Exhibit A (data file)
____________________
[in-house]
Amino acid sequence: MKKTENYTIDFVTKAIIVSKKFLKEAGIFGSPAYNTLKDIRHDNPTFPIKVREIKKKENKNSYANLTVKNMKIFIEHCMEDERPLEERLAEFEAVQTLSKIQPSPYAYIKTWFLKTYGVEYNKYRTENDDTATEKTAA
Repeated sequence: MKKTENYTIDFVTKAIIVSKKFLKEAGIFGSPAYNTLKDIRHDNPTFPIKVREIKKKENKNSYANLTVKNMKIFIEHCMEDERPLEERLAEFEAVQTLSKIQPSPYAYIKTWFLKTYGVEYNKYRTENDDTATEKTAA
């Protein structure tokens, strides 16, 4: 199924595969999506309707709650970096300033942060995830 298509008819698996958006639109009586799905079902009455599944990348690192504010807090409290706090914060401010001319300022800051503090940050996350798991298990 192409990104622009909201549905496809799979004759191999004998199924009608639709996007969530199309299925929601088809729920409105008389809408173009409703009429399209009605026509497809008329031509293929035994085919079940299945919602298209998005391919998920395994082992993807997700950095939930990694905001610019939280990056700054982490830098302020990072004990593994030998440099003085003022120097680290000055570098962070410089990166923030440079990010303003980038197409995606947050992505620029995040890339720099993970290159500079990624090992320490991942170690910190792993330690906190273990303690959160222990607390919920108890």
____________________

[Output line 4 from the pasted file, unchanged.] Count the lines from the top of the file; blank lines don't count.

């Protein structure tokens, strides 16, 4: 199924595969999506309707709650970096300033942060995830 298509008819698996958006639109009586799905079902009455599944990348690192504010807090409290706090914060401010001319300022800051503090940050996350798991298990 192409990104622009909201549905496809799979004759191999004998199924009608639709996007969530199309299925929601088809729920409105008389809408173009409703009429399209009605026509497809008329031509293929035994085919079940299945919602298209998005391919998920395994082992993807997700950095939930990694905001610019939280990056700054982490830098302020990072004990593994030998440099003085003022120097680290000055570098962070410089990166923030440079990010303003980038197409995606947050992505620029995040890339720099993970290159500079990624090992320490991942170690910190792993330690906190273990303690959160222990607390919920108890």